White House Correspondents' Dinner: Who's coming?

Kim Kardashian and Lindsay Lohan are the latest celebs to emerge on the list for Washington's annual 'nerd prom,' the White House Correspondents' Dinner. Here's a list of other names.

Chris Pizzello/AP
Kim Kardashian, recipient of "The Total Pro" style award, poses at the Us Weekly Hot Hollywood Style issue event April 17 in West Hollywood, Calif.

Every year around this time, Washington puts up with jokes about how it is “Hollywood for ugly people,” and this year is no exception. That’s because the annual White House Correspondents’ Dinner is Saturday night, and the list of “beautiful people” on the guest list keeps growing.

The latest entry is reality TV goddess Kim Kardashian, coming as a guest of Fox. More important, she’s also thinking of getting into politics. OK, Ms. Kardashian recently floated the idea of running for mayor of Glendale, Calif., which actually isn’t an office one can run for, as Monitor colleague Gloria Goodale points out. But let’s go with it. Here in Washington, ever-mindful that we have a bad rap in the looks department, we’re hopeful that a run for Congress can’t be far behind.  

Kardashian’s date is her “momager,” Kris Jenner.  

Actress Lindsay Lohan is also on the Fox News guest list. We’re not sure Ms. Lohan qualifies as beautiful, given her personal problems, but we appreciate the gesture by Fox anchor Greta Van Susteren, who invited her.

"I love comebacks, and I'd like her to succeed," Ms. Van Susteren told the celebrity website TMZ.

Time Inc. scored actor George Clooney, who in some ways qualifies as both Hollywood and Washington (or maybe we’re flattering ourselves). After all, Mr. Clooney is deeply political, as is his father, who lives here and teaches journalism at American University. Just last month, both Clooneys got themselves arrested for protesting at the Embassy of Sudan over the actions of the country’s strongman president, Omar al-Bashir.

Before we reveal who else is coming, a quick reminder that the 98-year-old dinner accomplishes more than just star-gazing – and a chance to see the president and a top-flight comedian (this year, Jimmy Kimmel) deliver some one-liners. It also raises funds for scholarships to aspiring young journalists. Since 1991, the White House Correspondents’ Association has awarded nearly $600,000 in scholarships. This year’s recipients are three students from Howard University in Washington, D.C.

Now, back to the red carpet. According to the New York Daily News, here’s a list of bold-face names:

• Actress Zooey Deschanel, guest of Bloomberg News.

• The stars of TV’s “Modern Family,” including Sofia Vergara, Julie Bowen, Jesse Tyler Ferguson, and Eric Stonestreetguests of ABC News.

• Elizabeth Banks, who played Effie Trinket in “The Hunger Games,” and Paul Rudd, also guests of ABC News.

• Josh Hutcherson, also in “The Hunger Games,” as Peeta Mellark, at People magazine’s table.

• Uggie, the Jack Russell Terrier who won everyone’s hearts in “The Artist,” joining The Washington Times.

• Anna Paquin, husband Stephen Moyer, and Dakota Fanning, guests of Huffington Post.

• Rashida Jones, guest of Fortune magazine.

• Aziz Ansari, at the New Yorker’s table.

• John Legend and his supermodel fiancée, Chriss Teigen, guests of NPR.

• Reese Witherspoon and Viola Davis, guests of Newsweek/The Daily Beast.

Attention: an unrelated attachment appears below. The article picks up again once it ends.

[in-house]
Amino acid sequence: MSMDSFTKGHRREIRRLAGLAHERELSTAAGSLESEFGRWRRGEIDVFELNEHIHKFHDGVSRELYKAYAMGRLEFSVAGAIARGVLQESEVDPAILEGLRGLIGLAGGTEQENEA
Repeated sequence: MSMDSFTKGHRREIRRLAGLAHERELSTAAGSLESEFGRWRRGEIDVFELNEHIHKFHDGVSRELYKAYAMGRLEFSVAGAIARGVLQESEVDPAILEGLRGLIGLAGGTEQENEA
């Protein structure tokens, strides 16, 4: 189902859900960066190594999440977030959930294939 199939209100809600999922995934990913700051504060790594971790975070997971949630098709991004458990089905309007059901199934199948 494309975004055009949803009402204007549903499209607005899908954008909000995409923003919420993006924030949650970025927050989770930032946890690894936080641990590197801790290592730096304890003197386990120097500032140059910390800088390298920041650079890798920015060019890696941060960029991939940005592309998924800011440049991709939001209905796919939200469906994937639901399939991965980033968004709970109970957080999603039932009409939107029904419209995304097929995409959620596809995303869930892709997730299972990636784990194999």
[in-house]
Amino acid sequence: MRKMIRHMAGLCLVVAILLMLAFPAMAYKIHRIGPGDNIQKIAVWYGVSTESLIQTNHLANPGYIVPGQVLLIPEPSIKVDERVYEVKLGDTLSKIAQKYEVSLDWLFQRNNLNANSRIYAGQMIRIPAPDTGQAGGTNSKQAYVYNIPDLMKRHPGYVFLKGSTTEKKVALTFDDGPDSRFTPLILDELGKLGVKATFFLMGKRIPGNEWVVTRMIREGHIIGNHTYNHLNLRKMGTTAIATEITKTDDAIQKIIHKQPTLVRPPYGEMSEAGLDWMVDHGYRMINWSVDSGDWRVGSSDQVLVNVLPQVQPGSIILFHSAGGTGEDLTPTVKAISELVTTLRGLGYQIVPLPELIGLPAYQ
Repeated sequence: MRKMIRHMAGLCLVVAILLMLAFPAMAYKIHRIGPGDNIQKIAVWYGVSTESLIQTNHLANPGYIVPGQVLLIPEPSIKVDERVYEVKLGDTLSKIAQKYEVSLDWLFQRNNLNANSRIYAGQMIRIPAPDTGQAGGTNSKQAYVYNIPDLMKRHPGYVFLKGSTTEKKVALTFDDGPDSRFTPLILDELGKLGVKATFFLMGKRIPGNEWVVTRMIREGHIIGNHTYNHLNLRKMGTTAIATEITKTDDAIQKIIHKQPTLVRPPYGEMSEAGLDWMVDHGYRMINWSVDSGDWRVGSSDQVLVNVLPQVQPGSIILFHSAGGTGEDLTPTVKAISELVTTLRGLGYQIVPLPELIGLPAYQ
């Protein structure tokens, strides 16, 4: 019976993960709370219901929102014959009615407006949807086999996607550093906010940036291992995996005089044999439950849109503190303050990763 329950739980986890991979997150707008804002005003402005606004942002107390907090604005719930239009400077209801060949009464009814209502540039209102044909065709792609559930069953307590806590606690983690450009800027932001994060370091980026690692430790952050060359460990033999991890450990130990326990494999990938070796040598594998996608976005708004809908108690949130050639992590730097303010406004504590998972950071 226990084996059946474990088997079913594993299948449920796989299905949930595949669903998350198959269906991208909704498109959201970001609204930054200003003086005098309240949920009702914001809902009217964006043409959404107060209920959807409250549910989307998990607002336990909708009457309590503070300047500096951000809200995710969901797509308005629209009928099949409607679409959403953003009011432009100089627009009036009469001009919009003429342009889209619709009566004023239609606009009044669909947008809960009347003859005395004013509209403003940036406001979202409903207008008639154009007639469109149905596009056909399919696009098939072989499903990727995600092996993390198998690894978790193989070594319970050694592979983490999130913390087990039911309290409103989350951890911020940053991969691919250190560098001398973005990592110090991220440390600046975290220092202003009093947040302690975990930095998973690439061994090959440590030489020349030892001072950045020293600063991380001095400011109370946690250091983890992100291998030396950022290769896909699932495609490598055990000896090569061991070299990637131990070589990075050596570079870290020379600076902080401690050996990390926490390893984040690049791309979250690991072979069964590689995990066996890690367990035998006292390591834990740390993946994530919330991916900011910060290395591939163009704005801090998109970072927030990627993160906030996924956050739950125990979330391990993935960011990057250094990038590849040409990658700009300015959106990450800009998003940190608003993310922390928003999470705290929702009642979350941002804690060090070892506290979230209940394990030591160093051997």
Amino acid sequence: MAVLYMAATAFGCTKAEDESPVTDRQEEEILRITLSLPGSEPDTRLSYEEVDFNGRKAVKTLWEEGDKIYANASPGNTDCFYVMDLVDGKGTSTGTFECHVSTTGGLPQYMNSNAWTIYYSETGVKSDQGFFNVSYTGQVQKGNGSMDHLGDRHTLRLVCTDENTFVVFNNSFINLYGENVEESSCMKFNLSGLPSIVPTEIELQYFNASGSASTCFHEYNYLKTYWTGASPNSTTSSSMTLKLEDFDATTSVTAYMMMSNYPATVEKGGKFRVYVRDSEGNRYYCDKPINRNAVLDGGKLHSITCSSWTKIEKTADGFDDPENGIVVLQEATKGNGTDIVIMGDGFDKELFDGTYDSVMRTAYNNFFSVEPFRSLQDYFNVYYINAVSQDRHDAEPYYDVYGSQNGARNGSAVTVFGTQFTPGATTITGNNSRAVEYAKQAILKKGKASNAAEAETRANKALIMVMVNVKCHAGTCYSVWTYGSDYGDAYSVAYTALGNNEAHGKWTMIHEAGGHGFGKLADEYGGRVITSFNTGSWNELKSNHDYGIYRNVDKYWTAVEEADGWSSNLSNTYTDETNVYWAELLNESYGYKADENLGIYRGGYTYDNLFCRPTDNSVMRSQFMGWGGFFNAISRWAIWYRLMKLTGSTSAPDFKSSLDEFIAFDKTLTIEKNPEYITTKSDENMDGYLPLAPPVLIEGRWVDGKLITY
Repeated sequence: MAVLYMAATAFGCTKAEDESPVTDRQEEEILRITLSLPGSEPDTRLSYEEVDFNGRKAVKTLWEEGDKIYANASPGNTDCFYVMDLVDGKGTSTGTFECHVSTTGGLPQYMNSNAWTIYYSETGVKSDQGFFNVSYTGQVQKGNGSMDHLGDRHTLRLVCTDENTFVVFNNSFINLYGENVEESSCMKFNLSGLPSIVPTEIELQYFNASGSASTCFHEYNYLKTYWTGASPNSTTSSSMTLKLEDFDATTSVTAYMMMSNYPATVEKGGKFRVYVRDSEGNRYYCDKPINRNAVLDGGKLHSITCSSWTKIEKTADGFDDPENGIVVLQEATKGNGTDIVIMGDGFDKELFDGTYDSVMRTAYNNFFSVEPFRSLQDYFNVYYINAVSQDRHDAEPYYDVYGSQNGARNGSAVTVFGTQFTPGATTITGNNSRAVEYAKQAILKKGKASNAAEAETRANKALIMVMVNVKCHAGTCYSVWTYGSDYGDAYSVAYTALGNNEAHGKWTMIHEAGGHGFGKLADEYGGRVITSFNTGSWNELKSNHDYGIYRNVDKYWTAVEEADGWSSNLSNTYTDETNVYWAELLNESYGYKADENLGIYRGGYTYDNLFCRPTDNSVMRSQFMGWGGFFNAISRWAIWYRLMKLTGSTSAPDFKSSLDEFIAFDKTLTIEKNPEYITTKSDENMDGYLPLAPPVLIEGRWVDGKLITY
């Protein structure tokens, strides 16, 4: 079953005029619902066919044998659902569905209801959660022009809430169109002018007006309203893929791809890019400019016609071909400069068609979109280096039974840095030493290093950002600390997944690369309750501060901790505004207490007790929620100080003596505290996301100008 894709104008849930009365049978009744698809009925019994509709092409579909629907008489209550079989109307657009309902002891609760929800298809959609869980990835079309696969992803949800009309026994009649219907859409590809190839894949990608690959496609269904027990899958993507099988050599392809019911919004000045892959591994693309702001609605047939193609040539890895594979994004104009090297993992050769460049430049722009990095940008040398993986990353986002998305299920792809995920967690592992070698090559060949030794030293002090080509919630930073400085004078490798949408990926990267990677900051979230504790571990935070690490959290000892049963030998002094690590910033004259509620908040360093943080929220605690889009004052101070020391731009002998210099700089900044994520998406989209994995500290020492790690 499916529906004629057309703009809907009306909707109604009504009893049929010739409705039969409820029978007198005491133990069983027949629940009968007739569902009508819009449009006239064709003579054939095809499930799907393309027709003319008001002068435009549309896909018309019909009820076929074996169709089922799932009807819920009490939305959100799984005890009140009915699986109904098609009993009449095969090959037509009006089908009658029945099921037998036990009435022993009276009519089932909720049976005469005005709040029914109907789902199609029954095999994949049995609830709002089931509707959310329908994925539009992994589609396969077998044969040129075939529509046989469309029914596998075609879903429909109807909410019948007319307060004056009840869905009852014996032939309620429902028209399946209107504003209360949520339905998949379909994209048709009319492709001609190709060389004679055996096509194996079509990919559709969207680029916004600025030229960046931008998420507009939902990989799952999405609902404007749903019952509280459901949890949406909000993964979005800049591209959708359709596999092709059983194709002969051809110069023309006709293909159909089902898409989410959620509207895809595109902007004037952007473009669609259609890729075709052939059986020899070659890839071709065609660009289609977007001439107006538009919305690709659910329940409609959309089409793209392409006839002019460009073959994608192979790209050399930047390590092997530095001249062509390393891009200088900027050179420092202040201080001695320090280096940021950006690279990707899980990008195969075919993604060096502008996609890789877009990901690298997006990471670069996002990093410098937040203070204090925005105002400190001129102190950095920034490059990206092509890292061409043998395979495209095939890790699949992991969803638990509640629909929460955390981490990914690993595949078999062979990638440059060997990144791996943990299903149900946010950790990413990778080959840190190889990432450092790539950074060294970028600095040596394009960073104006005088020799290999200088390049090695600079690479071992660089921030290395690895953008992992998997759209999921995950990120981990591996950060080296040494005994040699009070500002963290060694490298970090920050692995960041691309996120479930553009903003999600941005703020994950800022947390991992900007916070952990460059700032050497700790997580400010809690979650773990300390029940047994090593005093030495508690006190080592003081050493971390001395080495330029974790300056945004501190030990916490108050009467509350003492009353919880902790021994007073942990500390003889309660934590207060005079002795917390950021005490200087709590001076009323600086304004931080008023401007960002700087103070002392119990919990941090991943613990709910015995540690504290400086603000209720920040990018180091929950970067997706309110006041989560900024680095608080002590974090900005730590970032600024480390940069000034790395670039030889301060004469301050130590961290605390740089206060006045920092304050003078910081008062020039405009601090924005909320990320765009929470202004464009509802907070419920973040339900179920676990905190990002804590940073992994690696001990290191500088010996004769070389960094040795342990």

• Stevie Wonder, guest of American Urban Radio Networks.

• Pierce Brosnan, guest of the Washington Post.

Also coming: Claire Danes, William Levy, Charlize Theron, Rosario Dawson, Mary J. Blige, Eva Longoria, Ginnifer Goodwin and Josh Dallas, Goldie Hawn, Steven Spielberg, Christine Baranski, Darren Criss, Carrie Brownstein and Fred Armisen, Daniel Day-Lewis, Kelly Ripa and Mark Consuelos, Diane Keaton, Kelli Garner and Johnny Galecki, Colin Hanks, Jason Schwartzman.

You've read  of  free articles. Subscribe to continue.

Dear Reader,

About a year ago, I happened upon this statement about the Monitor in the Harvard Business Review – under the charming heading of “do things that don’t interest you”:

“Many things that end up” being meaningful, writes social scientist Joseph Grenny, “have come from conference workshops, articles, or online videos that began as a chore and ended with an insight. My work in Kenya, for example, was heavily influenced by a Christian Science Monitor article I had forced myself to read 10 years earlier. Sometimes, we call things ‘boring’ simply because they lie outside the box we are currently in.”

If you were to come up with a punchline to a joke about the Monitor, that would probably be it. We’re seen as being global, fair, insightful, and perhaps a bit too earnest. We’re the bran muffin of journalism.

But you know what? We change lives. And I’m going to argue that we change lives precisely because we force open that too-small box that most human beings think they live in.

The Monitor is a peculiar little publication that’s hard for the world to figure out. We’re run by a church, but we’re not only for church members and we’re not about converting people. We’re known as being fair even as the world becomes as polarized as at any time since the newspaper’s founding in 1908.

We have a mission beyond circulation, we want to bridge divides. We’re about kicking down the door of thought everywhere and saying, “You are bigger and more capable than you realize. And we can prove it.”

If you’re looking for bran muffin journalism, you can subscribe to the Monitor for $15. You’ll get the Monitor Weekly magazine, the Monitor Daily email, and unlimited access to CSMonitor.com.